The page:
Yesterday I walked around Sweet Home for the last time, as Gunsan Education Office employees removed the last of the government-supplied furniture. The place was much as we had found it two years ago, but somehow looked a little less pregnant, and a little more abandoned. The wallpaper was new back then (though just as floral), some of the furniture was already in place, and of course we were arriving, instead of leaving: bringing through the door some hopes and expectations (would we have a tub to shower in, fingers crossed?), but mostly just energy and excitement, and a little bit of luggage.
Sweet Home without us.
We're up bright and early this morning to say goodbye to Jim and Carol, whose apartment we've been staying in the last couple of days while we moved out of our Sweet Home.
You can see the fantastic floral wallpaper that we've been sleeping with for the last two years. Life without it is kind of boring, and perhaps that is how the rest of the world will feel after we leave Korea. Probably not, but there will always be something special about Korea for us. And notice that this is also the only time in two years that we wore our shoes in the house.
Jim and Carol, who are from New Zealand, were kind of enough to fix us a delicious lamb roast for one of our going away meals.
This is the amazing view from their 15th floor apartment. Our apartment is amongst the ones you see in the distance. The best view of the Dream Hub I think. A great to one to to remember as our last view of our home for two years.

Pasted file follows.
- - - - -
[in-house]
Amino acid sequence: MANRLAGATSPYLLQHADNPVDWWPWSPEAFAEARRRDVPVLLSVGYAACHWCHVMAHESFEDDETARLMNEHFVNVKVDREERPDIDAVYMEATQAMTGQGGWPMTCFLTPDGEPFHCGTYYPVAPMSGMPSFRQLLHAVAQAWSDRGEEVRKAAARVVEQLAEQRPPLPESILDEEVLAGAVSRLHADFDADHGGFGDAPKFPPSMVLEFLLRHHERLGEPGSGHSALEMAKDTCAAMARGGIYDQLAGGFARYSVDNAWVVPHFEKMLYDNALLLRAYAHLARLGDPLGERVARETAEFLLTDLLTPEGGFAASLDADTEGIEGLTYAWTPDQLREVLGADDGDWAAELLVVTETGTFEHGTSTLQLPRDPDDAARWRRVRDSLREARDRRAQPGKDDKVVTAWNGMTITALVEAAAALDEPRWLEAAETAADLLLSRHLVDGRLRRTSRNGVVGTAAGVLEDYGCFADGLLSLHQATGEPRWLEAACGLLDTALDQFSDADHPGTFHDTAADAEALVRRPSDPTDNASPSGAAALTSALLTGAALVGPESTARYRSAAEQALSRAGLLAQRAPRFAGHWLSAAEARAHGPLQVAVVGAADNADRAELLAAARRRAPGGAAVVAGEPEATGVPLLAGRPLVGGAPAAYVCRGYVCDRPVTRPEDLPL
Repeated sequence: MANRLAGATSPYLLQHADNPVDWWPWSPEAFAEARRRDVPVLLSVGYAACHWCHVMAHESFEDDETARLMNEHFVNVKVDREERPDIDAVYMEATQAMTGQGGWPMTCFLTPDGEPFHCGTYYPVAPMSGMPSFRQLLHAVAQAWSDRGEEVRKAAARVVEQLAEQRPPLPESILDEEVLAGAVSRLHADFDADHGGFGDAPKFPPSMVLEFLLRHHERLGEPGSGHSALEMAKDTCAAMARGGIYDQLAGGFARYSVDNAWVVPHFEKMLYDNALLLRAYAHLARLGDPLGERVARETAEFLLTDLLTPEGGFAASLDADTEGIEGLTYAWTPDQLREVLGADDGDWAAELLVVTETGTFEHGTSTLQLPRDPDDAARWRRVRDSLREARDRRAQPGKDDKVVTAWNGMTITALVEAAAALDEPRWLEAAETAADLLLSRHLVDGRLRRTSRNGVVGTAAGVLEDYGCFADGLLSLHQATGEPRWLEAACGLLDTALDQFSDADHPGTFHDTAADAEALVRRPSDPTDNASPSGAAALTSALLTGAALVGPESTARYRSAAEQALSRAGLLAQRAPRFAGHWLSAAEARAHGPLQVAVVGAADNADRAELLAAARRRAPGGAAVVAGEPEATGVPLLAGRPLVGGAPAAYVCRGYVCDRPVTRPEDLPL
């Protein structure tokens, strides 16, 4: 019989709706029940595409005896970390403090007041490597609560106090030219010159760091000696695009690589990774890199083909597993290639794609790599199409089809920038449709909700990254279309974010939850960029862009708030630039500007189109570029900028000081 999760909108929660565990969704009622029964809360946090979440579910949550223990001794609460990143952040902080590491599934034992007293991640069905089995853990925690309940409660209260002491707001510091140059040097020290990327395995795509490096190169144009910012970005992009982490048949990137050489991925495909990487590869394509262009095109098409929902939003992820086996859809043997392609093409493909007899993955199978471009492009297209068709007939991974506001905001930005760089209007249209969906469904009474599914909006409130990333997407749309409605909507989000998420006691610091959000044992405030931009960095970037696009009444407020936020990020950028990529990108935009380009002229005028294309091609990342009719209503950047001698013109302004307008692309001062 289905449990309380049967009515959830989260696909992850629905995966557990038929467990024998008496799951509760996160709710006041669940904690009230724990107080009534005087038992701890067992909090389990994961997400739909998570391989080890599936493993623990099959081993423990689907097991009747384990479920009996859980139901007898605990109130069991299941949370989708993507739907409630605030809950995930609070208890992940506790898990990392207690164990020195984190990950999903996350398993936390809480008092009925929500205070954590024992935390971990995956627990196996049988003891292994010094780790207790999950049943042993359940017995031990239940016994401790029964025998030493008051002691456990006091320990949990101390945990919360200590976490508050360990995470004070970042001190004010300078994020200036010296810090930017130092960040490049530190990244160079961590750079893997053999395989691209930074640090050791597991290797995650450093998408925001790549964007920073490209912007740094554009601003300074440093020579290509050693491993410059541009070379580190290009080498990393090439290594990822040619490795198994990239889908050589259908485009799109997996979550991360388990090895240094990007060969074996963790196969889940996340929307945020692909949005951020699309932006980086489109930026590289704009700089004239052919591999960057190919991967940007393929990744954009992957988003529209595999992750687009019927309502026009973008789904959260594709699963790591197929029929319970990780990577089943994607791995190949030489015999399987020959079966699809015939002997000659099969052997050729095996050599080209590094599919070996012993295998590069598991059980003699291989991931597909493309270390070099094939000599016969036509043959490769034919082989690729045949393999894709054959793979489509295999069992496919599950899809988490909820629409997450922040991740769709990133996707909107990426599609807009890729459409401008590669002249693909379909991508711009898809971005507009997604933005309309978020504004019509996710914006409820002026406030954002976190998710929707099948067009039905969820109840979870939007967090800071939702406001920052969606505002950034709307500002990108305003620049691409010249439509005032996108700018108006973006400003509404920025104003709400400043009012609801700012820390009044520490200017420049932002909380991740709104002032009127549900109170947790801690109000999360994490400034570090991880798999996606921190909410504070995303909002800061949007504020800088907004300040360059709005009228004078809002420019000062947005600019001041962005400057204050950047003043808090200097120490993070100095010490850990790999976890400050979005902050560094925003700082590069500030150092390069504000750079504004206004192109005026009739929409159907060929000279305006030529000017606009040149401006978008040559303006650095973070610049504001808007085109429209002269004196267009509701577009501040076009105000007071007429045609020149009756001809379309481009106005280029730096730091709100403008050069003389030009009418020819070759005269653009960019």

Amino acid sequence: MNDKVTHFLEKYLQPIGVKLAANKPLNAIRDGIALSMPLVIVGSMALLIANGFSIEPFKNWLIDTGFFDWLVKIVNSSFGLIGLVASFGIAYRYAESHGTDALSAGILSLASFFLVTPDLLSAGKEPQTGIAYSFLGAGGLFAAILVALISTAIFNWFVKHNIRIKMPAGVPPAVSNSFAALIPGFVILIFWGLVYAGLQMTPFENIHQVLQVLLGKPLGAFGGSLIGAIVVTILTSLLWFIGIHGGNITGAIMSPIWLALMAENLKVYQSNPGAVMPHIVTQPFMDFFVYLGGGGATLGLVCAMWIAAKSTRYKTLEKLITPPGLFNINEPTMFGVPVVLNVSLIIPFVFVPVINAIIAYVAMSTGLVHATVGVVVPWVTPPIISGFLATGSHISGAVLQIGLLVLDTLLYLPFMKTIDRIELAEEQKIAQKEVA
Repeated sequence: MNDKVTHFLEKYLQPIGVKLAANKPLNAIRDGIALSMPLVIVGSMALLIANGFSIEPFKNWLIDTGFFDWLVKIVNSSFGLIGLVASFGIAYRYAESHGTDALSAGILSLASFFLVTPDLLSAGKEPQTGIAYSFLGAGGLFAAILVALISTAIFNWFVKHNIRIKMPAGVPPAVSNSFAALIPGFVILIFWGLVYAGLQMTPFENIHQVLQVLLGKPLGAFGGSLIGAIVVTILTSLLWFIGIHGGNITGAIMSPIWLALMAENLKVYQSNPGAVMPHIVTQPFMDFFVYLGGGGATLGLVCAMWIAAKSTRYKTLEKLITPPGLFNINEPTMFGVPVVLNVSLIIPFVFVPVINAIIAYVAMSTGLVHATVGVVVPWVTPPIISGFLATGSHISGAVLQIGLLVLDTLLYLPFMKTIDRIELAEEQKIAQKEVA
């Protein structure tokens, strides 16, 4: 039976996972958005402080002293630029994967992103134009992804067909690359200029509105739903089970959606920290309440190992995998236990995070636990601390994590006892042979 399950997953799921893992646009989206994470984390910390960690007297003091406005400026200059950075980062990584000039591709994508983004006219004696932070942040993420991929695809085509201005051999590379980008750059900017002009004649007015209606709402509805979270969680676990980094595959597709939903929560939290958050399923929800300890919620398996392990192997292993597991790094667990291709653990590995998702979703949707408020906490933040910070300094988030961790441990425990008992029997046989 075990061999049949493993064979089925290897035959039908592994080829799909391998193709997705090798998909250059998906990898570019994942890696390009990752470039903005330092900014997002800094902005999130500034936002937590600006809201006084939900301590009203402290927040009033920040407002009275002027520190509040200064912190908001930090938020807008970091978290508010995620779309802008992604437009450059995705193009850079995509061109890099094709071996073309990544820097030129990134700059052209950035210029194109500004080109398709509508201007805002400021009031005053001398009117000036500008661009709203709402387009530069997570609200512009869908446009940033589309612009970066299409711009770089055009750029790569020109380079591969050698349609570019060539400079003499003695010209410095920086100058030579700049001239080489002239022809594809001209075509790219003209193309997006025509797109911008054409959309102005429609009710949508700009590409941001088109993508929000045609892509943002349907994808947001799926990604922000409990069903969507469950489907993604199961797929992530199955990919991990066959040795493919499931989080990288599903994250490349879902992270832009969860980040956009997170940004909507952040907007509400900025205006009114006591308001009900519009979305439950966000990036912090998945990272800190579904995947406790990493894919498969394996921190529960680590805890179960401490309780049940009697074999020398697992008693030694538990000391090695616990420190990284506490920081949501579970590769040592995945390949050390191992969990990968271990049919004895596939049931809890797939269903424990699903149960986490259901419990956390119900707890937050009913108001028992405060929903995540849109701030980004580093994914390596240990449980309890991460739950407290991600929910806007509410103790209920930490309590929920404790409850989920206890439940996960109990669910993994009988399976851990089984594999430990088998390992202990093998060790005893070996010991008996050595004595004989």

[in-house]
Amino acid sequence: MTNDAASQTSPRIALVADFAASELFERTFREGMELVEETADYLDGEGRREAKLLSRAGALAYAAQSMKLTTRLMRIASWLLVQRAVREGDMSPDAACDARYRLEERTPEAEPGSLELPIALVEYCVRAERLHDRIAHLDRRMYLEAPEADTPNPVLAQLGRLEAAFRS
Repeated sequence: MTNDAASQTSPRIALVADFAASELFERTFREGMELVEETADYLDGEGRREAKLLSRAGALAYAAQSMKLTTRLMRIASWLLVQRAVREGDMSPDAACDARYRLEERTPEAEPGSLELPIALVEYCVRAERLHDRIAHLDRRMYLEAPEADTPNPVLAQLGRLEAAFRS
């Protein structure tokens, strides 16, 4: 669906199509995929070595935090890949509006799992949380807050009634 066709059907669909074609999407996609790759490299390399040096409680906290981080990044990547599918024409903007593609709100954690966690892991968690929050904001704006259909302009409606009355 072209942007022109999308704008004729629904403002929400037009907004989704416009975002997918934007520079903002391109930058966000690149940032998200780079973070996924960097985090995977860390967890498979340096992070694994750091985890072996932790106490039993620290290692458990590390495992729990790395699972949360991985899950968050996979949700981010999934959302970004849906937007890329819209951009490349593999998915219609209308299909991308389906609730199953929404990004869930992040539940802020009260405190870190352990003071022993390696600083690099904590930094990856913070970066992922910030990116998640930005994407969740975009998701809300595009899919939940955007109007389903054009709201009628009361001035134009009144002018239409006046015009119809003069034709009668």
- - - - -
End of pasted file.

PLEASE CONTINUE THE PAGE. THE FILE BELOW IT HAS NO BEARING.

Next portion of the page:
The only thing I have had any forewarning for in the two years I've been in Korea is for the speech I had to give at yesterday's morning meeting. They gave me two whole days to think about it. I think I did a good job. I said my one word of Korean and everyone clapped. I said some more words in English, but they obviously weren't as good as the Korean one.
My students have been writing me goodbye notes, all of which have been wonderful, even the naughty boys have taken a time out to write about how they love me and will miss me. It's great leaving Korea because you can really embrace your inner corniness and say whatever you feel because the Koreans do exactly that times ten (or "x thousand" as my students write in their notes).
I got some going away presents yesterday. The best definitely being the couple-set underwear for me and Jordan from the ladies in my conversation class. They think that Jordan and I are the cutest because we love each other. I'm not sure why there are whales and crowns on Jordan's underwear.